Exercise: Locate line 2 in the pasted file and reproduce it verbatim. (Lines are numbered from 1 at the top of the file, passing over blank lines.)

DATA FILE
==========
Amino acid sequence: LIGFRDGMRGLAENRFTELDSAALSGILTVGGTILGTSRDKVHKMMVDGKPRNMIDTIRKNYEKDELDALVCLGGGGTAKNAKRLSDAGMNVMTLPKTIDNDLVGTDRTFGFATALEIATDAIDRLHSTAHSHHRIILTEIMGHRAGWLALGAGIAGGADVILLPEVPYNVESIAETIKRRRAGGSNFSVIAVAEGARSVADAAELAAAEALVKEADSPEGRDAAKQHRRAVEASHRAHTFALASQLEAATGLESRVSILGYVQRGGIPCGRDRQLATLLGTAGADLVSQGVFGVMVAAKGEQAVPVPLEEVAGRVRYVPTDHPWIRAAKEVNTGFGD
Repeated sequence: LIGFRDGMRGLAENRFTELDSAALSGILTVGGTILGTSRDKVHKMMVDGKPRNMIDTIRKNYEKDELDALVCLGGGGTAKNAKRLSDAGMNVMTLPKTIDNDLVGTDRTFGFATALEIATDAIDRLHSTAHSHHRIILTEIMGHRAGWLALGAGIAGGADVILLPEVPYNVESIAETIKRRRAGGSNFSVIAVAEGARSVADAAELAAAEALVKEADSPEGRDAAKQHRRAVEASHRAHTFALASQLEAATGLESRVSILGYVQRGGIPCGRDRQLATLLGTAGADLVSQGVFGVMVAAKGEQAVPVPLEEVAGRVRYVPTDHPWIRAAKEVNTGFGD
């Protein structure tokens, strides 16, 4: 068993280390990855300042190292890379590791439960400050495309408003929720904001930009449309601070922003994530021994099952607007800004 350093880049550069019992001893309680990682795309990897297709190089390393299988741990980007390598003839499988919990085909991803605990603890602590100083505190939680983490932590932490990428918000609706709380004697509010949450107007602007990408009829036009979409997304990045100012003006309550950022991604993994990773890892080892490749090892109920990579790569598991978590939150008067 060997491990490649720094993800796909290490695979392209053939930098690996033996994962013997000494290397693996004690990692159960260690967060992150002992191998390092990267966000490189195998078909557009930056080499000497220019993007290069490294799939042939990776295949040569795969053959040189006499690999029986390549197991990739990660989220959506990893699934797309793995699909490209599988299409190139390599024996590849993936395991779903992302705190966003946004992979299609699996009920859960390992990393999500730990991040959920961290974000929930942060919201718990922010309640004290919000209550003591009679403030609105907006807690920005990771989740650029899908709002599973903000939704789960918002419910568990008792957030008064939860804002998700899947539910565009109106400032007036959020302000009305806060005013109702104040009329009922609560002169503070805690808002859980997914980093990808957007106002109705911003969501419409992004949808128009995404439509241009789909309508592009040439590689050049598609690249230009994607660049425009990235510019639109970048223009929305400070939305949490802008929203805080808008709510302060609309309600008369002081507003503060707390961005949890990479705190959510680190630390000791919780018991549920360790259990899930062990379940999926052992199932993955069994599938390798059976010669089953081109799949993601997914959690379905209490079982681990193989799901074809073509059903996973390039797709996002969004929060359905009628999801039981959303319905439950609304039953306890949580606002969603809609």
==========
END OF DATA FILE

Repeated sequence: LIGFRDGMRGLAENRFTELDSAALSGILTVGGTILGTSRDKVHKMMVDGKPRNMIDTIRKNYEKDELDALVCLGGGGTAKNAKRLSDAGMNVMTLPKTIDNDLVGTDRTFGFATALEIATDAIDRLHSTAHSHHRIILTEIMGHRAGWLALGAGIAGGADVILLPEVPYNVESIAETIKRRRAGGSNFSVIAVAEGARSVADAAELAAAEALVKEADSPEGRDAAKQHRRAVEASHRAHTFALASQLEAATGLESRVSILGYVQRGGIPCGRDRQLATLLGTAGADLVSQGVFGVMVAAKGEQAVPVPLEEVAGRVRYVPTDHPWIRAAKEVNTGFGD